As part of our series on tricky word pairs, this post will introduce 4 word pairs/groups that can be confusing and misleading. We will first go through each pair thoroughly to clarify their specific definitions and usage. At the end of the post, we will have a revision practice for you to test your knowledge.
1. Unconscionable VS Unconscious
- Unconscionable: morally unacceptable [from the now obsolete conscionable “having a conscience”]
She was convicted to lifelong imprisonment after going on an unconscionable murder spree in the primary school.
- Unconscious: not conscious; not aware [negative of conscious, from the Latin conscius “knowing, aware”]
Being unconscious after losing a lot of blood, the teacher did not respond to the doctor’s queries.
2. Censure VS Censor
- Censure: strong disapproval [from Latin censura “judgment, opinion”]
The president faced international censure for his decision to send more troops to Iraq.
The teacher was censured for his act of violence on disobedient students.
- Censor: an official that examines publications and communications, and suppresses any parts considered unacceptable; the act of such suppressing [from 1530s, “Roman magistrate of 5c. B.C.E. who took censuses and oversaw public manners and morals”, directly from Latin censor]
As all publications are checked by the government’s censor, there was no trace of the soldiers’ misconduct in the newspapers.
The controversial film was so heavily censored by the media authorities that the audience could not make any sense of it at the public screening.
3. Factious VS Fractious VS Fatuous
- Factious: likely to disagree or dissent [from Middle French factieux and directly from Latin factiosus “partisan, seditious, inclined to form parties”]
The factious attitudes of both parties caused the negotiations to fail innumerable times.
- Fractious: irritable and easily upset [from fraction in an obsolete sense of “a brawling, discord”]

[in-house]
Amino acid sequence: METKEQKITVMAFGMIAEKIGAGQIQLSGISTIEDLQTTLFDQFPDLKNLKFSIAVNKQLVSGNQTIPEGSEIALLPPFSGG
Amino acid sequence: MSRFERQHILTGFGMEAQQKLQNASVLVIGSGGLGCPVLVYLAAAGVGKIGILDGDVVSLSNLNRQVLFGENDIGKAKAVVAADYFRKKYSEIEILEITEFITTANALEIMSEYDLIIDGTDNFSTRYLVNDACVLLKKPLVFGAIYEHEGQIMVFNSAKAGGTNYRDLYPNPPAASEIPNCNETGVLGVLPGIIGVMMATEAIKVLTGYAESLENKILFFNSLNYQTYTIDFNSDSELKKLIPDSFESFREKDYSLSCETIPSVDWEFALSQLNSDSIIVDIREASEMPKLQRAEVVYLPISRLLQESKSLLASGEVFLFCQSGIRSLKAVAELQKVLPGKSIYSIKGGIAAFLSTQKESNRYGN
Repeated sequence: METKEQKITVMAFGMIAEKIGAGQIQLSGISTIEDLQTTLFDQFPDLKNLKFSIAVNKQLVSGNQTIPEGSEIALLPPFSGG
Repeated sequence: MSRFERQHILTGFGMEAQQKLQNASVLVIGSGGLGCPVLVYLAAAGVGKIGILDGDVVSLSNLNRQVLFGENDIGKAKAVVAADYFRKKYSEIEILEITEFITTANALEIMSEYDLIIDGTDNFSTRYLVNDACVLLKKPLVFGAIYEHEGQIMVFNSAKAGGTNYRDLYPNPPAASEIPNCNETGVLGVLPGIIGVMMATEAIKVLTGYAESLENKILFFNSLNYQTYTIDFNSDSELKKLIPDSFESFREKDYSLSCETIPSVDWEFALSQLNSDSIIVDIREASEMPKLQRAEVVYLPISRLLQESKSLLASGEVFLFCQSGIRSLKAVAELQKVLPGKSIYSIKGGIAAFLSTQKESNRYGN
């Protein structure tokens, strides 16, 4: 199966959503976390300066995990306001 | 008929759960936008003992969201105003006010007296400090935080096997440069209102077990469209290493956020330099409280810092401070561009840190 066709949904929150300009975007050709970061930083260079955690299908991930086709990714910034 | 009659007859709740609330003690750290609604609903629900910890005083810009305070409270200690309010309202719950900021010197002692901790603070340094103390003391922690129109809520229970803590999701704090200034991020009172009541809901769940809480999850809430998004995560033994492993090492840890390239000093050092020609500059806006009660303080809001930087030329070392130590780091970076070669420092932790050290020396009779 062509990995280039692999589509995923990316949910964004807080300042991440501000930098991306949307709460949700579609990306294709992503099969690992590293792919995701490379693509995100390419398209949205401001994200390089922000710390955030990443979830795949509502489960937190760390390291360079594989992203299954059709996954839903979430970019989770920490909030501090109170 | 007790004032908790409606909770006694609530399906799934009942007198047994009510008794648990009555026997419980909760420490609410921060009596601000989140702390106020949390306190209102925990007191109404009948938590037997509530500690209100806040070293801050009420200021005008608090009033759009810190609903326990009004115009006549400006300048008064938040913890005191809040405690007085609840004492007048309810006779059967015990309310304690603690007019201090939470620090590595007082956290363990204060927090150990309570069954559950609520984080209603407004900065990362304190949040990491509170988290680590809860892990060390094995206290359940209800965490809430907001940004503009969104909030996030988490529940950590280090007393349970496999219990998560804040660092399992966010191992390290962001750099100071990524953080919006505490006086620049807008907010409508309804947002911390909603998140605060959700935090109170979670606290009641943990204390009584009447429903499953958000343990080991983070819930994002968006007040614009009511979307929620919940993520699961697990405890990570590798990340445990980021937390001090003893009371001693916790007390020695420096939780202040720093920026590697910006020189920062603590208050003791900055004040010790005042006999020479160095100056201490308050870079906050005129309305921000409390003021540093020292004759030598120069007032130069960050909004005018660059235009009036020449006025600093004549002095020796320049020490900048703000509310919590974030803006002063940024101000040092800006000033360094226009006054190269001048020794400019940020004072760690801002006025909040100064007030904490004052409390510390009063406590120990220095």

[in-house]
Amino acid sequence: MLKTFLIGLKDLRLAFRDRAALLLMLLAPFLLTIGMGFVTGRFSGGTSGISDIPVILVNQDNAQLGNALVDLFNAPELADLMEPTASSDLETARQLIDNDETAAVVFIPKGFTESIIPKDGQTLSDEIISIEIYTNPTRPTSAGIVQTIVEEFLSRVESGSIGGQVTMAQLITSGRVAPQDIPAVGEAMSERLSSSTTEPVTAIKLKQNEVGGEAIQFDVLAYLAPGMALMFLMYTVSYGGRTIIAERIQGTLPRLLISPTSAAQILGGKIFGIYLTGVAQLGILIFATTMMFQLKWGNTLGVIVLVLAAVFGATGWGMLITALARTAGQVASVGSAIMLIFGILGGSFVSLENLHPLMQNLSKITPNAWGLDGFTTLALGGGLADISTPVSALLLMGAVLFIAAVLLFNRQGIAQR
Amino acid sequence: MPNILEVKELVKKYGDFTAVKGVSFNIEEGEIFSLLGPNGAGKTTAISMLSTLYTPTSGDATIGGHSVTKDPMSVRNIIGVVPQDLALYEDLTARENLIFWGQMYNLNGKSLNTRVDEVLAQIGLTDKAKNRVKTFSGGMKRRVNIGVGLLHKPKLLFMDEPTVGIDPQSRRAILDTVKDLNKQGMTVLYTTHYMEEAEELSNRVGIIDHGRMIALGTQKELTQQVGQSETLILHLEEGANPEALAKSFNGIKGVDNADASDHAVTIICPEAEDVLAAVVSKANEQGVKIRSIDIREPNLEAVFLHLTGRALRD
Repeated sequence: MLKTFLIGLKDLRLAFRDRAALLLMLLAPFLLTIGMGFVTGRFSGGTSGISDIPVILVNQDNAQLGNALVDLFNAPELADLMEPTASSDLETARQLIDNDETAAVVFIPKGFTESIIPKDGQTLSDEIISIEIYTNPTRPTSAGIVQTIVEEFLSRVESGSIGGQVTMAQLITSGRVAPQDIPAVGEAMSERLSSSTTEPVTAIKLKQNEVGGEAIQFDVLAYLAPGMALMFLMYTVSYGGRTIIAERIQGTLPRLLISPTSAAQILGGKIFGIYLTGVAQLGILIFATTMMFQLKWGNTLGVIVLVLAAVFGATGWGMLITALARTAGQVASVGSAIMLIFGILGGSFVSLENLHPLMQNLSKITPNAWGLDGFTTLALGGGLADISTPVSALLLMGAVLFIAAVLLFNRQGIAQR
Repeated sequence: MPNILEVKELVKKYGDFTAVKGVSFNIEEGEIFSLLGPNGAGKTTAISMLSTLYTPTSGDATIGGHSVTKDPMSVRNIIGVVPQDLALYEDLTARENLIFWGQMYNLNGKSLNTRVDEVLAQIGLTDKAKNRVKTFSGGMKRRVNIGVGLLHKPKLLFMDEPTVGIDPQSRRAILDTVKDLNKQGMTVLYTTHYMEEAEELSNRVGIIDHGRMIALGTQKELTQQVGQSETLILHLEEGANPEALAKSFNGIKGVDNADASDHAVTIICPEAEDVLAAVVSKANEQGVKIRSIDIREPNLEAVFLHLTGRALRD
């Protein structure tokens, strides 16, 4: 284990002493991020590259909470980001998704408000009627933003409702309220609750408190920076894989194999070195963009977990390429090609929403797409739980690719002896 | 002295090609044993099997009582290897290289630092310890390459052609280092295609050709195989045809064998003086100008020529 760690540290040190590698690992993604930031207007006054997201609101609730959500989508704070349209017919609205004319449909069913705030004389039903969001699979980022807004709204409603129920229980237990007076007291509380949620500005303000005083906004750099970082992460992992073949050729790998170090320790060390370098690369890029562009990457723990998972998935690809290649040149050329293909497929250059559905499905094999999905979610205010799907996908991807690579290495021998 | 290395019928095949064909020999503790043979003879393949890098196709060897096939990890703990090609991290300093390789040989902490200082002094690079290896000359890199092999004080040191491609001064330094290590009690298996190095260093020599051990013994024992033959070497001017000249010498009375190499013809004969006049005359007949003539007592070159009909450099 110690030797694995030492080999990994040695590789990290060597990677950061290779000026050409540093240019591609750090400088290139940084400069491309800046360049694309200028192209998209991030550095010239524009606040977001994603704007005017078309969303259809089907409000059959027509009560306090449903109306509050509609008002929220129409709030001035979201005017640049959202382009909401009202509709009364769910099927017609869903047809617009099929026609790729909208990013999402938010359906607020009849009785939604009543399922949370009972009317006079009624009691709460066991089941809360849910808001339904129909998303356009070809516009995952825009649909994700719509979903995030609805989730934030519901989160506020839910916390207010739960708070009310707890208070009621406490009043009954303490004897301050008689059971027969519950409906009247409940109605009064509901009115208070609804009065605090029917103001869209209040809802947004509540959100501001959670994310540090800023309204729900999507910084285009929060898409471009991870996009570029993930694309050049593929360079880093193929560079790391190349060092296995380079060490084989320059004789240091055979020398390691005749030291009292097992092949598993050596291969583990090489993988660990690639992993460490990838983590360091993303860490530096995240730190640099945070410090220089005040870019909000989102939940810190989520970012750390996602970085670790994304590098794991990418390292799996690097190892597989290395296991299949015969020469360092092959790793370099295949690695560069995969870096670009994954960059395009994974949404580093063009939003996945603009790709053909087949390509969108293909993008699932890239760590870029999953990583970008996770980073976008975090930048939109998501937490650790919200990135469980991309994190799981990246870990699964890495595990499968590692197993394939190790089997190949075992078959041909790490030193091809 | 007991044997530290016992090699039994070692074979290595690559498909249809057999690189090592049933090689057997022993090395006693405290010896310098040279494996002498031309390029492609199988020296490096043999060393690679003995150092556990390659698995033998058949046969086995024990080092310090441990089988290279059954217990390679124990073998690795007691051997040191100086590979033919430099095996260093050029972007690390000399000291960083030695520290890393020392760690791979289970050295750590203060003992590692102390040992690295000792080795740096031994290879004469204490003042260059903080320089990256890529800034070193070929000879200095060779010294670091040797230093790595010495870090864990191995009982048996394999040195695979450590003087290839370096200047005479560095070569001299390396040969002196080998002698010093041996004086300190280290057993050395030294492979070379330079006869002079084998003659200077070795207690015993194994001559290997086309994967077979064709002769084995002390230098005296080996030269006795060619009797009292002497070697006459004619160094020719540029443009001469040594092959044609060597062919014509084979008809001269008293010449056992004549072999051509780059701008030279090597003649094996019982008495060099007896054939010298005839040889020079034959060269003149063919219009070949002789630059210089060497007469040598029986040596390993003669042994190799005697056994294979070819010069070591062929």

The fractious boy cried all evening despite the continued efforts of both parents to soothe him.
- Fatuous: stupid and silly [from Latin fatuus “foolish, insipid, silly”]
His fatuous questions suggest that he had not listened to the talk carefully and knew little about the topic.
4. Immoral VS Amoral
- Immoral: morally wrong [from assimilated form of in-“not” + moral]
Everyone agreed that throwing stones at the homeless man constituted a deeply immoral act.
- Amoral: without moral principles [coined by Robert Louis Stephenson as a differentiation from immoral: “There is a vast deal in life and letters both which is not immoral, but simply a-moral; which either does not regard the human will at all, or deals with it in obvious and healthy relations”]
Driven by deeply-rooted instincts rather than a clear conception of right and wrong, the main character of the book aptly represents the amoral attitude of the current generation.
Now test your knowledge of these 9 words with these four sentences:
Fatuous Amoral Unconscionable Factious Immoral Fractious Censor Censure Unconscious
- The student was _______________ by the teacher for making such a/an _______________ remark when the situation clearly demanded a more serious and measured comment.
- Some critics may give the new book the benefit of doubt and call it tasteless, but most would label is flatly demeaning and even _______________; it would come as no surprise if it ended up being _____________ in some countries.
- It is _______________ that the ill-tempered man could have battered his child _____________ just because the ____________ girl could not stop arguing with him.
- Far from being _______________, the ______________ groups frequently clash due to their strong convictions on the sensitive topic.
If you enjoyed this post, you may want to check out the rest of the series on tricky word pairs.
Answers to the above:
- censured, fatuous
- immoral, censored
- unconscionable, unconscious, fractious
- amoral, factious